And the link to reimbursement is fascinating as well, and I think it’s the second driver of change. I think the most important driver is transparency, especially with physician behavior because if you’re a physician and your data is out there for everybody to see and you’re ranked, who wants to be on the bottom of the list, right? You’re going to go with the colorectal surgeon that has the worst outcomes? Wrong. But what the government is doing is they’re increasing what’s at risk for reimbursement. And this is a list that’s a little bit of an eyesore but you can see all the percentages for all of the initiatives that are out there. And if you just look at the second one, value-based purchasing, which is where the experience of care falls in line, 2% is at risk to the hospital if they don’t achieve metrics, time metrics, around value-based purchasing experience of care. And what’s fascinating is when you think about that in relation to hospital operations today, Moody has just published their annual survey of hospital clients and they demonstrate that the average hospital bottom line in the United States today is 2.2%. So you can quickly see how this becomes a financial dilemma for hospitals that don’t perform well. And in fact, Medicare care has also said publicly that because of the increasing transparency of data and reimbursement that they expect about 800 hospitals in the United States to close. Nobody knows which ones because it’s a constantly moving number, because a lot of the data and a lot of the performance is judged based on percentiles, like I showed you earlier with the patient experience data. So, it is about transparency and it is about reimbursement.

My next question. Every caregiver in an organization must be held accountable to organizational metrics. True or False?

[Male Facilitator]

Alright. Ladies and gentlemen, poll question #3. Every caregiver in an organization must be held accountable to organizational metrics. 1) True; 2) False. Go ahead and vote.

Alright. We have the results. Here we go. How do you like that? 99% said True. Will the one person raise their hand that said false?

[Dr. James Merlino]

Yeah, I want to see the one person.

[Male Facilitator]

Back to you, Dr. Merlino.

[Dr. James Merlino]

See, I’m giving you easy questions, right? And it’s supposed to be fun. So think about this. So everybody looks at my job and says, oh you’re in charge of patient experience. That’s such a great job. And then everybody says, oh and that’s so important. Who can disagree that the patient experience is really, really important? Right? Nobody. But then they look at me and say, well, how do you fix that? And isn’t it kind of soft and isn’t it the kind of touchy feely stuff? And I look at them and I say, it is and that’s what makes it great because when you really improve something, people look at you and think you’re a really great leader. But I go back to something my mentor at Harvard told me. He said, “Look, Jim. Nobody will disagree with the importance of the issue. The question is how do you execute?” If you can’t execute, you can’t fix it. And hospitals are all about execution process. And what’s wrapped around execution? It’s data.

So when we think about the patient experience, our responsibility is to manage this 360. It’s not just about the interaction with the provider at the episode. It is about everything that person thinks about us before they become our patient, the customer experience. It’s about how they get access to your organization. And think about it. If the access is clunky, or they get angry at the access, that’s the first impression often. It’s everything you do at the episode and it’s what you do to get them back to where they started. That’s the 360 of the patient experience.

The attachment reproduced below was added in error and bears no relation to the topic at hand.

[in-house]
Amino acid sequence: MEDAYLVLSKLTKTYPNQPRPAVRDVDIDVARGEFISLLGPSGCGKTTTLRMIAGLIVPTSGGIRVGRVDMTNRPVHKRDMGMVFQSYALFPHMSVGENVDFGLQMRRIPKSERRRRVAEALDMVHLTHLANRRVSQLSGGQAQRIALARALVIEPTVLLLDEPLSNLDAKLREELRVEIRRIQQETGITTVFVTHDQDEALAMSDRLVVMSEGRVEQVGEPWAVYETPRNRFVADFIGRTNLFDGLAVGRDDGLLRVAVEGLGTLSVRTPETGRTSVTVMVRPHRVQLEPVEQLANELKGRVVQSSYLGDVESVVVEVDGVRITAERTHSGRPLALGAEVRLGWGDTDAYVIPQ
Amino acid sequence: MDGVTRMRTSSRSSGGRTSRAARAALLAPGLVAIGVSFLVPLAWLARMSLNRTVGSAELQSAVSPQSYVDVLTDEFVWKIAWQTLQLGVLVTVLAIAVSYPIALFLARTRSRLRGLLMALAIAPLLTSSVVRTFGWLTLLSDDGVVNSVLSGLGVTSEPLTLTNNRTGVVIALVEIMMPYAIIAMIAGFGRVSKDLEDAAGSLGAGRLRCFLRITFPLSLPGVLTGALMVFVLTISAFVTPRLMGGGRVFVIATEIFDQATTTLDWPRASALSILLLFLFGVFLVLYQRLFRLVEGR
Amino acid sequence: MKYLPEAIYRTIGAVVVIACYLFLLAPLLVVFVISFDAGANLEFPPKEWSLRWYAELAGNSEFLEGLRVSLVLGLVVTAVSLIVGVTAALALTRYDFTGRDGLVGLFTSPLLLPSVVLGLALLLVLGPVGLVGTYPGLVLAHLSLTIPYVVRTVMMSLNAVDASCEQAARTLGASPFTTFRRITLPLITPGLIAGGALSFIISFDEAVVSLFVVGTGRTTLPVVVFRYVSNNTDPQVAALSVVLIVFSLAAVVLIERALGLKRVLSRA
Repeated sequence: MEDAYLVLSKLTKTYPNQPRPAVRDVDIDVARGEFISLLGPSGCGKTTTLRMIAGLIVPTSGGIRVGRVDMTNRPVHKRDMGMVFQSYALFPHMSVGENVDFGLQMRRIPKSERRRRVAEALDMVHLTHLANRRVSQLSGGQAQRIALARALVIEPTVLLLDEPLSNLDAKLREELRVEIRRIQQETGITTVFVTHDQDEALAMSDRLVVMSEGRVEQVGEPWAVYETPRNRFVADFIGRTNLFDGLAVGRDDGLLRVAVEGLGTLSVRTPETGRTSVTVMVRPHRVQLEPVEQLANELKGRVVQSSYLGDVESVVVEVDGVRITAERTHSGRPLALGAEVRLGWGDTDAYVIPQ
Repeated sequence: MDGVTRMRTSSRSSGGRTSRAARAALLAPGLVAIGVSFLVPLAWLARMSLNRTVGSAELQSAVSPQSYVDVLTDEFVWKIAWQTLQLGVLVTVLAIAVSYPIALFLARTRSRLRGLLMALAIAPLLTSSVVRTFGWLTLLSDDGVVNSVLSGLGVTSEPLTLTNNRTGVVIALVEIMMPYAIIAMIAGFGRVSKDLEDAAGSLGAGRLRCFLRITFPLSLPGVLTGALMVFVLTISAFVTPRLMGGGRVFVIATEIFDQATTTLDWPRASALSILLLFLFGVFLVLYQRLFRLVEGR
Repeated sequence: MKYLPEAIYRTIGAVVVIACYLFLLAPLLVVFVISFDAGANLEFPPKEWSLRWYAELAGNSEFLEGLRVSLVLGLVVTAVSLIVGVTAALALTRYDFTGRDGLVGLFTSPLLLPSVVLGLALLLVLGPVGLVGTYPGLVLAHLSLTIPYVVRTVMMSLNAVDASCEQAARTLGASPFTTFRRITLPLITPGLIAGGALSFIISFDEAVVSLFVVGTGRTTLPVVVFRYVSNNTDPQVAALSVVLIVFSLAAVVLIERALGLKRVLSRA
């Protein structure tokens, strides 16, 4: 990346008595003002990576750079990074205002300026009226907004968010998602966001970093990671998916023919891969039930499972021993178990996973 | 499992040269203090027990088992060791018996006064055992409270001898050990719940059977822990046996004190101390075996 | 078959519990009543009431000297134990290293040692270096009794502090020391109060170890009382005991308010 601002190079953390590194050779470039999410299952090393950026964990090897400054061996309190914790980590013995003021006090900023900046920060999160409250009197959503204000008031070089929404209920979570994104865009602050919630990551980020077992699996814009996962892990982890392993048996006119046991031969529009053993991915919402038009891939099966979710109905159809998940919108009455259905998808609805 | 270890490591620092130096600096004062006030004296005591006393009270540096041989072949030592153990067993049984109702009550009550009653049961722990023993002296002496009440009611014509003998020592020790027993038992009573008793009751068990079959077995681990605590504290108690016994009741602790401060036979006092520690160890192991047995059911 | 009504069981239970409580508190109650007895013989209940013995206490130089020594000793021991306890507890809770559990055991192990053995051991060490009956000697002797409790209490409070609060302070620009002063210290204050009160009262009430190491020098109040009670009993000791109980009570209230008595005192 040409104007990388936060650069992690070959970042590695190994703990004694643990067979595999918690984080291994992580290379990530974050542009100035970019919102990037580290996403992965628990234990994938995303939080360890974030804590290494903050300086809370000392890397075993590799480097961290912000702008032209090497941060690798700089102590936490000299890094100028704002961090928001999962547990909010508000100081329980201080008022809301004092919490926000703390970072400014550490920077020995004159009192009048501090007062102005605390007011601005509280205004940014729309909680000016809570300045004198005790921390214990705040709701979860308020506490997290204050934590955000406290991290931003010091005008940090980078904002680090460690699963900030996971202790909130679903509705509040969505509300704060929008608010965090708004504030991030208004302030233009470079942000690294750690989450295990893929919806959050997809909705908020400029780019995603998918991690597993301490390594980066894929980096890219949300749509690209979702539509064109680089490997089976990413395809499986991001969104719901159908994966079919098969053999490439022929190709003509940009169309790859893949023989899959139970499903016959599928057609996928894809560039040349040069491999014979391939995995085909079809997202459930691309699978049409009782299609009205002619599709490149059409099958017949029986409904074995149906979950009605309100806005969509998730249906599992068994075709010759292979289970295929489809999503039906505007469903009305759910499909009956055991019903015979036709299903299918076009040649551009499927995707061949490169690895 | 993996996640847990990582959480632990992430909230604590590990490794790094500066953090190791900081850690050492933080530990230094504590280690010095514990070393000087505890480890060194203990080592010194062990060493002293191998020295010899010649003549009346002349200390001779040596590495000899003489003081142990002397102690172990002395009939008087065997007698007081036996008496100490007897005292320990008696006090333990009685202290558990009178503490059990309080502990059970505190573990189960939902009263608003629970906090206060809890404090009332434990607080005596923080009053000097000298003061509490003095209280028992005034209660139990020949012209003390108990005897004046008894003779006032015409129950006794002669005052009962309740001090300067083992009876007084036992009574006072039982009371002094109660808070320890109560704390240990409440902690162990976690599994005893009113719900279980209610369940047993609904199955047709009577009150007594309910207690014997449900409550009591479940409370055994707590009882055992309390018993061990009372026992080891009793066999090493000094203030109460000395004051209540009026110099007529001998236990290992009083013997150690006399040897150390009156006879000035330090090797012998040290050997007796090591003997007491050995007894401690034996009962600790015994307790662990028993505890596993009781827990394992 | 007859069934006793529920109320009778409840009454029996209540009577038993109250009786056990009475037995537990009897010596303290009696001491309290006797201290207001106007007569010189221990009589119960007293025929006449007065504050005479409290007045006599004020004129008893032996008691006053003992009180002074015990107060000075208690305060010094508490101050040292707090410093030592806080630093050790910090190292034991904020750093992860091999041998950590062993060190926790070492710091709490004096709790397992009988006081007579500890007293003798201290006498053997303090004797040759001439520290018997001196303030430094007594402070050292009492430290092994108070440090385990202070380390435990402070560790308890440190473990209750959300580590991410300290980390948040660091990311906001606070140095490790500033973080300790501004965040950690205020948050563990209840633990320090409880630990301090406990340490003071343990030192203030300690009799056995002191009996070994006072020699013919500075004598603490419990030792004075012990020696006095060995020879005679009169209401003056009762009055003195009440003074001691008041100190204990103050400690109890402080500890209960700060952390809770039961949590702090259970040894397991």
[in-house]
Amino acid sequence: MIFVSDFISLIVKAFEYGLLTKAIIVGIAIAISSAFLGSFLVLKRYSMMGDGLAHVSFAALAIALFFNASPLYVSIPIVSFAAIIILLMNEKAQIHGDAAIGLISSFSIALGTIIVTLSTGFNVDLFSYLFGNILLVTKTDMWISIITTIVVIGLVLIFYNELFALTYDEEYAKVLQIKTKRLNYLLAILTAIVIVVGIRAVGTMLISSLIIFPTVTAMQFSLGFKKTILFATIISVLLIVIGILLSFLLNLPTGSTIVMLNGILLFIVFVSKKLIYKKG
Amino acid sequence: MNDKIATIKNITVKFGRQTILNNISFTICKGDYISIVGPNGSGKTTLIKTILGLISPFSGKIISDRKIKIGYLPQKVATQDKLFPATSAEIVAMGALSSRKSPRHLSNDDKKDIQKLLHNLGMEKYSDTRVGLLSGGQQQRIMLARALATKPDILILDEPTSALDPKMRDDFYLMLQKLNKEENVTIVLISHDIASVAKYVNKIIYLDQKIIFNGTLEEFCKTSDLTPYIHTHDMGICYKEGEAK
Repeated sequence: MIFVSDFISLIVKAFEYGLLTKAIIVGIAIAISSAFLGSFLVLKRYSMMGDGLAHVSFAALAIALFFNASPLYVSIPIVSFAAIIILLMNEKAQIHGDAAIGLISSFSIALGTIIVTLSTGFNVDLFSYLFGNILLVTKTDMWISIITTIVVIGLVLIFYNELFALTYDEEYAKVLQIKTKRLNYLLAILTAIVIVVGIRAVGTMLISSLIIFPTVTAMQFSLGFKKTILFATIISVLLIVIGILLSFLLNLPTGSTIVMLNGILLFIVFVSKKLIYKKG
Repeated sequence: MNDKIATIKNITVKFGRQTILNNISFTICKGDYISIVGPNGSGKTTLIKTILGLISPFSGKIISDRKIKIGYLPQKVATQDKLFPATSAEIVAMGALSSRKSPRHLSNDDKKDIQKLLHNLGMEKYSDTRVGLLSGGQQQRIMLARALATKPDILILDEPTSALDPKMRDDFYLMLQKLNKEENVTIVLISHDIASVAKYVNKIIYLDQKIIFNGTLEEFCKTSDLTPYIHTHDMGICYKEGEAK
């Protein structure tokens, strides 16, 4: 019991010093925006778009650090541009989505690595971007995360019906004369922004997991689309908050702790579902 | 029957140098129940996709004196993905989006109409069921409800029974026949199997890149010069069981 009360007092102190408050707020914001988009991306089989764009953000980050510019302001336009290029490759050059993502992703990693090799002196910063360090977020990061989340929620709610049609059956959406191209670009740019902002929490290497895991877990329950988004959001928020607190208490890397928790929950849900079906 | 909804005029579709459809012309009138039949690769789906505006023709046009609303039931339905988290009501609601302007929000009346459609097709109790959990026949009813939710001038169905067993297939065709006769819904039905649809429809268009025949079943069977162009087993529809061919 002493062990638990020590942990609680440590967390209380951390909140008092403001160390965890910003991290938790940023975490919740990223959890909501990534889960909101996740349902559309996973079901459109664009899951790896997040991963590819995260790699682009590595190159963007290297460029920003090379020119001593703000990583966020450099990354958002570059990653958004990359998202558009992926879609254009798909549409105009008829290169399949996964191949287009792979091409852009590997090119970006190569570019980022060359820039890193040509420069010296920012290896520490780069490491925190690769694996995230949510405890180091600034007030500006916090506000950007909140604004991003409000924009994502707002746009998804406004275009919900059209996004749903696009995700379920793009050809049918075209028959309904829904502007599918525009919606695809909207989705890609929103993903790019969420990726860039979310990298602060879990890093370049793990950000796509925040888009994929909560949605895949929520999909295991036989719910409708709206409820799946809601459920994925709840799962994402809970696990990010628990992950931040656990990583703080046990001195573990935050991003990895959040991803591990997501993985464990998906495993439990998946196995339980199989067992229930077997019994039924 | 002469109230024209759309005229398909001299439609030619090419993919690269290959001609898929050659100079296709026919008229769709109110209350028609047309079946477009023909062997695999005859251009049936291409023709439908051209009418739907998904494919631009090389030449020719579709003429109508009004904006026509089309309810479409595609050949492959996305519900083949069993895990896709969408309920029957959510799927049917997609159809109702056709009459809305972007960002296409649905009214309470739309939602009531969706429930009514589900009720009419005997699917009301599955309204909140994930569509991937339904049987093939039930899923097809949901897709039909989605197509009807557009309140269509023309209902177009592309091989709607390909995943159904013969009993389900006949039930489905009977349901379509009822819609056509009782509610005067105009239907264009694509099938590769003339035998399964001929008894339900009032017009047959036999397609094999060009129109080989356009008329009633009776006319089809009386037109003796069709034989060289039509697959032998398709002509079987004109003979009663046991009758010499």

And when you think about the inpatient journey alone, there are a bunch of touch points, a bunch of process touch points that really impact how we deal with those patients. And so, as we think about executing, we have to understand what are the critical touch points and how do we get data to tell us how we’re doing and how do we use that holistically to drive our strategy and ultimately develop tactics where we can be successful. So it’s fascinating because you can look at that red line and you can actually map the real journey. So this is an example of an experience map.

Now, we didn’t use the fly by night patient experience consultant to do patient experience mapping. We worked with Forrester Research to really do process mapping. And this is a critical function because what it does is it allows you to see how people move through your system and there’s a great example from business. I was telling somebody earlier today when they asked me where we got the idea to improve the patient experience, I said, about a third we stole from other healthcare systems, a third we stole from business, and a third I pulled out of my butt. But Federal Express did this to look at how they mail packages and Federal Express used to be the #1 overnight delivery company. And for a couple of years, they were hemorrhaging market share and it couldn’t figure out why. And one day, the CEO got so pissed, he went home, he tried to do a package, mail package from home, and what he discovered was there are all these ways to mail packages and there needed to be one. So they mapped up their entire process and they consolidated and they learned where the pain points were for their customers and they recaptured their market share. So this is a real toll. And when you look along the patient journey, you can decide based on data, focus groups and quantitative data, where the critical points are and that’s where you want to measure. And that’s data along the continuum. And to be successful at driving process improvement specifically for the patient experience, and by the way this is something that’s critically important to drive improvements and safety and quality as well. You look at and determine from a patient’s perspective what’s important and where you need to measure. And then you take that continuum and you figure out how you drive that data across the organization.